Survival statistics continue to show an increase in the number of cancer survivors (current figures are 12+ million in the US) with the vast majority of those millions going on to "get back into their lives". However, to finish treatments and recover well to do more than "just survive" but to actually thrive and achieve full health and wellness takes much more than wishful thinking, much more than just being told to drink some canned liquid dietary supplement, much more than a recommendation to "eat right and exercise", and much more than being handed a pamphlet of good eating tips.
Hats off to Dartmouth-Hitchcock Norris Cotton Cancer Center in Lebanon, NH for being among the leaders who recognized early that individualized nutrition services needed to be part of services offered in order to provide their patients with true comprehensive cancer care. Hiring their first Registered Dietitian (RD) in 2000, they have continued to increase the staffing of RDs and the array of involvement and services provided to reach as many of their patients as possible, including community involvement focused on cancer prevention.
If your cancer center does not yet have a full team of dietitians (including some/all being certified in the nutritional oncology specialty, which the initials RD, CSO signify after their name), here is a great article to show you that it can be done! Feel free to copy it and then show it to your oncologist and the administrator for your cancer center to help push or pull them along to provide true comprehensive cancer care for you and your community!
Now I will be the first to say that not nearly enough research has been done to really nail down exactly how, when, where, and what are all the best nutritional interventions in each individual case to get the most bang for the buck (to be crude about it). However, that should no longer be a stated reason (old excuse) for a cancer center not providing top-notch nutritional services at a cancer center (and no, it is not good enough for the nurses to be handling all the nutrition issues, for which not only do they do not have professional expertise, they do not have enough time!). Which of the zillion cancer treatments currently offered provides iron-clad proof that the treatment will work on any one individual with 100% certainty for that word everyone wants to hear, "i.e., the cure"? None, none, none, it's as simple and as scary as that.
You may be interested in listening to a podcast by 3 of the top researchers in the field of nutritional oncology as they examine and discuss the current evidence supporting nutrition recommendations for cancer survivors and the role RDs can play in preventing cancer recurrence and managing chronic conditions prevalent in cancer survivors, as well as improving quality of life and decreasing health care costs. (I hope this link works; I have never linked a podcast before - it is about 17 minutes long.)
The authors are discussing the following article they recently wrote:
"Evidence-Based Nutrition Guidelines for Cancer Survivors: Current Guidelines, Knowledge Gaps, and Future Research Directions"
Authors: Kim Robien, PhD, RD, CSO, FADA, Wendy Demark-Wahnefried, PhD, RD, Cheryl L. Rock, PhD, RD Journal of the American Dietetic Association, March 2011 (Vol. 111, Issue 3, Pages 368-375)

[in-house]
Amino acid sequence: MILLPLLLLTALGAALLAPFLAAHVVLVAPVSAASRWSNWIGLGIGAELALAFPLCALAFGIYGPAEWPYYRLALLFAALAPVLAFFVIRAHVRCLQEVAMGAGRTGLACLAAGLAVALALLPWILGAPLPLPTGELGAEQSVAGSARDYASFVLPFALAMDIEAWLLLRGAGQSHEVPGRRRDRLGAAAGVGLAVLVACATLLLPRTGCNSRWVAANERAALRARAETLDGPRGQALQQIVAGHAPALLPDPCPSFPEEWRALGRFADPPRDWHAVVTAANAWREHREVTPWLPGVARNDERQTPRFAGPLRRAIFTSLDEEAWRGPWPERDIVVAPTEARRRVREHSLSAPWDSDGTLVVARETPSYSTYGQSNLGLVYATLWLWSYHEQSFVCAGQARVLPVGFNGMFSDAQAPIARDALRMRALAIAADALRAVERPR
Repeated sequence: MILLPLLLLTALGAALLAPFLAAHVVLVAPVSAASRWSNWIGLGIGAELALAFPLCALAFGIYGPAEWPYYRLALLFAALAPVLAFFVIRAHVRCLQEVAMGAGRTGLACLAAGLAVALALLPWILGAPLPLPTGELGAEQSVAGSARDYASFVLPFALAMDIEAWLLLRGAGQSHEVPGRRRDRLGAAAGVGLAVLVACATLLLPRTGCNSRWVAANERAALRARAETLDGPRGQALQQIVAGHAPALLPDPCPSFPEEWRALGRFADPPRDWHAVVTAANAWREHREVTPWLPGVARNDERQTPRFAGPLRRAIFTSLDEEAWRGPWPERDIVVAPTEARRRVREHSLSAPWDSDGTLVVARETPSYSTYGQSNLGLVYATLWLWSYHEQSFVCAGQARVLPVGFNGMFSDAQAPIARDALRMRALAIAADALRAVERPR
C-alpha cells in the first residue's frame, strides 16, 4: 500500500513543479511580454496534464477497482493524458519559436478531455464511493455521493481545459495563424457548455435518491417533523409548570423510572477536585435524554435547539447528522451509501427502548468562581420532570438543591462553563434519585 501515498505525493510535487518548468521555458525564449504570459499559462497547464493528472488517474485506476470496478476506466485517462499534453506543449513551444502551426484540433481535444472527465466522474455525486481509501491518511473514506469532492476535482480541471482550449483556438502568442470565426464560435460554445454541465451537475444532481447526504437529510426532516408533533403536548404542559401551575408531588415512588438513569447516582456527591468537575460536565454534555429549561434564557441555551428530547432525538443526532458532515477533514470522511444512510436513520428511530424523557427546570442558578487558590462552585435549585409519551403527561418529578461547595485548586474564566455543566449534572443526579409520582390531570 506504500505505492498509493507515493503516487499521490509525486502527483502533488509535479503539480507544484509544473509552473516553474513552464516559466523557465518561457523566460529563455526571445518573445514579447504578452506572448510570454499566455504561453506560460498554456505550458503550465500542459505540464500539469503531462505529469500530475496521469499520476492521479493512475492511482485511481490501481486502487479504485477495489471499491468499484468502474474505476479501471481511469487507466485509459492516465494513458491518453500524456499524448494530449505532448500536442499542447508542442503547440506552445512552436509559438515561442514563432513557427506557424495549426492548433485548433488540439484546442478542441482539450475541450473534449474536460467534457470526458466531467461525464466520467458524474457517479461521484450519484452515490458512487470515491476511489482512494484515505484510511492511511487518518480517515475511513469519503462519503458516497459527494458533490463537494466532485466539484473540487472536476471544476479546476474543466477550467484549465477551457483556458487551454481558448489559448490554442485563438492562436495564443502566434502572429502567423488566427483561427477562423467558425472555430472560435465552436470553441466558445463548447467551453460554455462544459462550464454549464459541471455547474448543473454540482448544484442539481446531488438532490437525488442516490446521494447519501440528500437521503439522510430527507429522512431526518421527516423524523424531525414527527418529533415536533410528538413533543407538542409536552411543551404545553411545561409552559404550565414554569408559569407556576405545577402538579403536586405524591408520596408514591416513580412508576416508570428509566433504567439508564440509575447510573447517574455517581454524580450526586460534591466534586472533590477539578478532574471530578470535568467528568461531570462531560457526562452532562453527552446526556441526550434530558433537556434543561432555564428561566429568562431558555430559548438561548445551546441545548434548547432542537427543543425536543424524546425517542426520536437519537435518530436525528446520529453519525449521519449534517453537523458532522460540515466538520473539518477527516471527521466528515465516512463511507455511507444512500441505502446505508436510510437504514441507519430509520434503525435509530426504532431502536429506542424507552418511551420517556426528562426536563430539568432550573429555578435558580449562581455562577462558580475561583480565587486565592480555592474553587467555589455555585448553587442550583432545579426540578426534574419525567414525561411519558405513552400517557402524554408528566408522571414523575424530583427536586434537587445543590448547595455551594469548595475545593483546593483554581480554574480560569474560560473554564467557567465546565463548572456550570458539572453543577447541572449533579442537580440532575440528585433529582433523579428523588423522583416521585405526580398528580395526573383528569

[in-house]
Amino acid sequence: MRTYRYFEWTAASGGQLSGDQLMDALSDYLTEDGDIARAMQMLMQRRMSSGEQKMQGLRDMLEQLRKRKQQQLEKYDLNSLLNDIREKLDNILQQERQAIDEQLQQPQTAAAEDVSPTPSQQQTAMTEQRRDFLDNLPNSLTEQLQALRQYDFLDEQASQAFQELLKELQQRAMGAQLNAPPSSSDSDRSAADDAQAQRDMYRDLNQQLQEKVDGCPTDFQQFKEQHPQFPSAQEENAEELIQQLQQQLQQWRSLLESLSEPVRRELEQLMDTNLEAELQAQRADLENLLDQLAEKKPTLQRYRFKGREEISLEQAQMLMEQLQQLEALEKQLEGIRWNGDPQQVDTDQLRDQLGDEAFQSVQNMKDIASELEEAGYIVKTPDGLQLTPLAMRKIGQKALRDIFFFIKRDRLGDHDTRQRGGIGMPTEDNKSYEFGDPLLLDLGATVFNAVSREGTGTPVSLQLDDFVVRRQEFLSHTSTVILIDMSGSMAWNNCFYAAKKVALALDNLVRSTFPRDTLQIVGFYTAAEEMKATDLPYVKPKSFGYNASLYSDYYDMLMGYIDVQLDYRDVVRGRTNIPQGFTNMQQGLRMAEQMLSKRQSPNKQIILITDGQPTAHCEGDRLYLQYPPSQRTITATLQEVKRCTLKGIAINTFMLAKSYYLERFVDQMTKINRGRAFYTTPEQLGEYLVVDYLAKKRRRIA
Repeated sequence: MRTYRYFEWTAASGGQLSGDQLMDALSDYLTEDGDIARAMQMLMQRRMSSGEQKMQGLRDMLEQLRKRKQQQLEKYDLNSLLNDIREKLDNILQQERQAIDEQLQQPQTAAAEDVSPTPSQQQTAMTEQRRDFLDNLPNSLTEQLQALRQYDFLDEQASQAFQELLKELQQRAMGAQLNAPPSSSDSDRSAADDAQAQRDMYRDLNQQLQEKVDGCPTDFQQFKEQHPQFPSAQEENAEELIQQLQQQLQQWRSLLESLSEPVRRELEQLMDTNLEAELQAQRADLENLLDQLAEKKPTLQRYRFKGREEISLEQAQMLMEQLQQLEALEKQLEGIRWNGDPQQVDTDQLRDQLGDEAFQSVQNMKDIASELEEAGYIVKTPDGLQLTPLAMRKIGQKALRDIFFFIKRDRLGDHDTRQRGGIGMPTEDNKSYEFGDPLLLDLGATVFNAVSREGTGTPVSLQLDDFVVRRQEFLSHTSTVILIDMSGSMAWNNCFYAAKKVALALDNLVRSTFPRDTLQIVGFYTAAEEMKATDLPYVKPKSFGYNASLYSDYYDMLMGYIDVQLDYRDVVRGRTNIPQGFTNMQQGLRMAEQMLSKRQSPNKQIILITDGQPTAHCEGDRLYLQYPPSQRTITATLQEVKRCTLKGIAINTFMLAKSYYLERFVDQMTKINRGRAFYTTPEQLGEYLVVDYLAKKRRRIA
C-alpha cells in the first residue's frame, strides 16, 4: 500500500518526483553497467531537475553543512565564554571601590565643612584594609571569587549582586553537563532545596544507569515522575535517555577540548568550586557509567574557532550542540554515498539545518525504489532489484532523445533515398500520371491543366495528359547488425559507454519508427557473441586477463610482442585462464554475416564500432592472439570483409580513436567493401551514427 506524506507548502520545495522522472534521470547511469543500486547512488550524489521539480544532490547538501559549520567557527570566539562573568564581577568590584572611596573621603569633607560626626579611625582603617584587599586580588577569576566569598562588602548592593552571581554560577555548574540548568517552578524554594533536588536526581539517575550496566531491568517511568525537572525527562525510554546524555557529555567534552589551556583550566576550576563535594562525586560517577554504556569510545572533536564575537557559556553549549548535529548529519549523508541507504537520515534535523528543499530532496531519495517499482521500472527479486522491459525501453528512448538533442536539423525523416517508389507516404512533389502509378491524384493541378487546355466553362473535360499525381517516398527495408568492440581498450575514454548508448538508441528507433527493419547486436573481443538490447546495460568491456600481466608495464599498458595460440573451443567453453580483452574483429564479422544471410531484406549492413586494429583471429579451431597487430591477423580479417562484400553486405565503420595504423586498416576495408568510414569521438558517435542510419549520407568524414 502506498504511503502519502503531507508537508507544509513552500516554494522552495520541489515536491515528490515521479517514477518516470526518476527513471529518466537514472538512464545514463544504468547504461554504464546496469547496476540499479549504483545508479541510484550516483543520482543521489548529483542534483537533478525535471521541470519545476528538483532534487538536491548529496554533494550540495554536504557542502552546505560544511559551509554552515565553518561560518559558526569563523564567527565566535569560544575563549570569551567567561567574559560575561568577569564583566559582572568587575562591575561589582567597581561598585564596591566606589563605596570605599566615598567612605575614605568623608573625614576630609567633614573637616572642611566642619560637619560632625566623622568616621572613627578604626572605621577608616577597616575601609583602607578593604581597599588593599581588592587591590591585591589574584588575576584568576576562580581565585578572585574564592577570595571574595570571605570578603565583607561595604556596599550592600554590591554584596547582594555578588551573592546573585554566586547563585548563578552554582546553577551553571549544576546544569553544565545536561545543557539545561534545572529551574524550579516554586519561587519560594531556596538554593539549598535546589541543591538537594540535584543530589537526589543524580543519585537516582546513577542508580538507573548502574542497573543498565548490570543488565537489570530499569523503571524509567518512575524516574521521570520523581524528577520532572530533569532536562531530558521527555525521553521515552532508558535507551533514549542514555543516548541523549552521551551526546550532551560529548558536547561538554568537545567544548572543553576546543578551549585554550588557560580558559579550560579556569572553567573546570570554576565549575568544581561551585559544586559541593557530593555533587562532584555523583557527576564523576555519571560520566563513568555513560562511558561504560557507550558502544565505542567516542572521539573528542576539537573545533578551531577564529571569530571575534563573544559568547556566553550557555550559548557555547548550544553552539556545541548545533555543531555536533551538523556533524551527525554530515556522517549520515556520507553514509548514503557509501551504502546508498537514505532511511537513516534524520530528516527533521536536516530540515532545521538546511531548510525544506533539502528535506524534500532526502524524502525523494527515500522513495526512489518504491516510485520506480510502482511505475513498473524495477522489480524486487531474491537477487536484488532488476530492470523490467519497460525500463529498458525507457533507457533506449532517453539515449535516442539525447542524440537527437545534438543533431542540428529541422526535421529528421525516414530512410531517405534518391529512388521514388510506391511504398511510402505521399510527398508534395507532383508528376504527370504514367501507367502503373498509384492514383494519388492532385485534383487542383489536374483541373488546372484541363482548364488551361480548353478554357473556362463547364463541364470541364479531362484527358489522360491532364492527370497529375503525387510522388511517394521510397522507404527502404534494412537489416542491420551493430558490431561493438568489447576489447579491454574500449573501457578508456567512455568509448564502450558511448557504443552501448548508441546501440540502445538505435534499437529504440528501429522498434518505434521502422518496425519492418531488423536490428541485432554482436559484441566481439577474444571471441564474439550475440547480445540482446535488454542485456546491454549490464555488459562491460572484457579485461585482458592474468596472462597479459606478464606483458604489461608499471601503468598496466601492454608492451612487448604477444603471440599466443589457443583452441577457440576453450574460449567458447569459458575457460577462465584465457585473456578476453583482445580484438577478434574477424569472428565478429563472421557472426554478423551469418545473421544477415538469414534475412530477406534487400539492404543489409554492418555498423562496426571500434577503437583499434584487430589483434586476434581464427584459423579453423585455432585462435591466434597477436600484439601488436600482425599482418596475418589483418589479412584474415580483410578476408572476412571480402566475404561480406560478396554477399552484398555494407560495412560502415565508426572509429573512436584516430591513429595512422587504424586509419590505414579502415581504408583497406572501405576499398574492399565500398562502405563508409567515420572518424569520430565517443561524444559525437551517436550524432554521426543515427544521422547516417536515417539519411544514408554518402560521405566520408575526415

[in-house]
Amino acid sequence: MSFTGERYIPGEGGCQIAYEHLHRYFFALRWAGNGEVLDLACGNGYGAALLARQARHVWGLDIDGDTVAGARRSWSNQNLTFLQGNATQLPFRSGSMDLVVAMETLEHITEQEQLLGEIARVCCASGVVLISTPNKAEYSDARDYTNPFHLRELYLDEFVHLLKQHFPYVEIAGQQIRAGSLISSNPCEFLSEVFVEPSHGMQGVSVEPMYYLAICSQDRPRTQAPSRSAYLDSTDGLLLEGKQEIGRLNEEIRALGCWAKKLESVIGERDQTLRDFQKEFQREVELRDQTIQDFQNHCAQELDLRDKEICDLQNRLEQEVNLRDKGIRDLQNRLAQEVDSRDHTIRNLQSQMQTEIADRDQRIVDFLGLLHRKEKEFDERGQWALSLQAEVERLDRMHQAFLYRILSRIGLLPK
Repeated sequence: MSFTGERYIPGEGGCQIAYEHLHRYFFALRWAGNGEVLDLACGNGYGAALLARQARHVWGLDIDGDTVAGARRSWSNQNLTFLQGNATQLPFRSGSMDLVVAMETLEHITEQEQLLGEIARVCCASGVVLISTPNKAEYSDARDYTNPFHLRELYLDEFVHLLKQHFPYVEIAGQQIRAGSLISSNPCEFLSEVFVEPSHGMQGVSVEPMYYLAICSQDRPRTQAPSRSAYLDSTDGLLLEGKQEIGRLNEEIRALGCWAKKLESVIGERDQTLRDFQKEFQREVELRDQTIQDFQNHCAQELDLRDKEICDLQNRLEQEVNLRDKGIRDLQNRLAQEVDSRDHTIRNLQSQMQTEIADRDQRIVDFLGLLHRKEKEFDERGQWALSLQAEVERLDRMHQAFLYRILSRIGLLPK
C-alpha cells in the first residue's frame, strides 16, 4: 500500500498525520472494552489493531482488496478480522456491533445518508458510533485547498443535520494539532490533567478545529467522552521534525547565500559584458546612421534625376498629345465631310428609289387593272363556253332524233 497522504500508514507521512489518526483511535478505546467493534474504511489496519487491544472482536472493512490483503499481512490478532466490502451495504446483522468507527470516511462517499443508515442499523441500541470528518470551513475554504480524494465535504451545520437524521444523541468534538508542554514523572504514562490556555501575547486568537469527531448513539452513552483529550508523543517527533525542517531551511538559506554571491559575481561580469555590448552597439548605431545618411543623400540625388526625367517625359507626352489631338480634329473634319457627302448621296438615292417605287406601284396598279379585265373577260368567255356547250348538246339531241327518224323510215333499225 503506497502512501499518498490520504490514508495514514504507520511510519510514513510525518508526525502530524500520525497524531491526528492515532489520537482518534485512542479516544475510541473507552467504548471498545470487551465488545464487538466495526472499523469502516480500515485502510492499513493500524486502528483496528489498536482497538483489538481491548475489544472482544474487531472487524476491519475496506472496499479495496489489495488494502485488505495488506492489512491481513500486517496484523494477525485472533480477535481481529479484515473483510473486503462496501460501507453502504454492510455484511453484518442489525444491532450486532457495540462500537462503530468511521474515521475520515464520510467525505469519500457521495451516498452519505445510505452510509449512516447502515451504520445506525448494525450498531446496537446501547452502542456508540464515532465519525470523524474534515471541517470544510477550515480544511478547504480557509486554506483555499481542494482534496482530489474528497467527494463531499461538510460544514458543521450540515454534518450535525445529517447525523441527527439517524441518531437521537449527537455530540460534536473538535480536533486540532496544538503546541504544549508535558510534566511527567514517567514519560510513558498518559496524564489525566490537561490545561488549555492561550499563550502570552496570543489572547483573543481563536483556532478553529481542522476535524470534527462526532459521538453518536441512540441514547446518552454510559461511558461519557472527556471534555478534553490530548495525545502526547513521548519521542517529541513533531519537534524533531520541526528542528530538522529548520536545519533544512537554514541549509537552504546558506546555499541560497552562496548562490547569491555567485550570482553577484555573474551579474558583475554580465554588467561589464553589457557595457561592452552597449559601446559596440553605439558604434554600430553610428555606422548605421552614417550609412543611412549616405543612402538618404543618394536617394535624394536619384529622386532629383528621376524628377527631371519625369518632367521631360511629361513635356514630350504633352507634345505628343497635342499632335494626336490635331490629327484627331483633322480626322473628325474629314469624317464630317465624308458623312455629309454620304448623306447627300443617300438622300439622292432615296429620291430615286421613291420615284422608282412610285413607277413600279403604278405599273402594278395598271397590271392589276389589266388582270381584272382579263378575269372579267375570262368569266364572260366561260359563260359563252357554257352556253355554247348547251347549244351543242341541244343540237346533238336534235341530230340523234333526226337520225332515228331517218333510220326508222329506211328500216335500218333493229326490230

All three of these researchers have dedicated their careers to improving the nutritional care of cancer patients, plus all three are friends of mine. To be honest, I feel like I am a "groupie" for each of them. I love reading their articles, I love their work (I have helped to fund Wendy's work with one of my AICR grants and I wish I had millions of dollars to fund each of them for decades), I wish I could split myself into multiple pieces to work with each of them, and I just love being with each of them, knowing they are caring, committed, and compassionate human beings.
So yes, we have a long way to go to better define the most effective nutritional care for cancer survivors and devise a health care system that will deliver that care, but that is no reason to not provide the best care we know how to do right now.
Lastly, if you are a breast cancer survivor who is considered overweight and would like to participate in the clinical trial mentioned in the podcast that is designed to evaluate if weight loss will decrease the risk of recurrence, I encourage you to do so if you live in any of the following 4 locations:
1) San Diego, CA - contact Shoshi Barkai, MS, RD 858-822-2779 firstname.lastname@example.org
2) Denver, CO - contact Rebecca Sedjo, PhD 303-724-4585 Rebecca.Sedjo@ucdenver.edu
3) St. Louis, MO - study website - www.energystudy.wustl.edu contact Casey Fagin 314-747-1109 email@example.com
4) Birmingham, AL - contact Karen Kubas, MS RD LD 205-996-7367 firstname.lastname@example.org
Further information can be found at the following National Cancer Institute clinical trials website: Reducing Breast Cancer Recurrence With Weight Loss (ENERGY)
So, again kudos to Dartmouth-Hitchcock Norris Cotton Cancer Center for providing the "state of the science" nutritional care for the patients at their cancer center. If you are reading this, and your cancer center has published an article about the wonderful nutritional care provided at your cancer center, please send me the link at the following email address cancervictorygarden (at) gmail.com . I would love to give your cancer center a "shout-out", too!
Now back to sorting and packing!
"Cultivate your life - you are what you grow - inch by inch, row by row"
Diana Dyer, MS, RD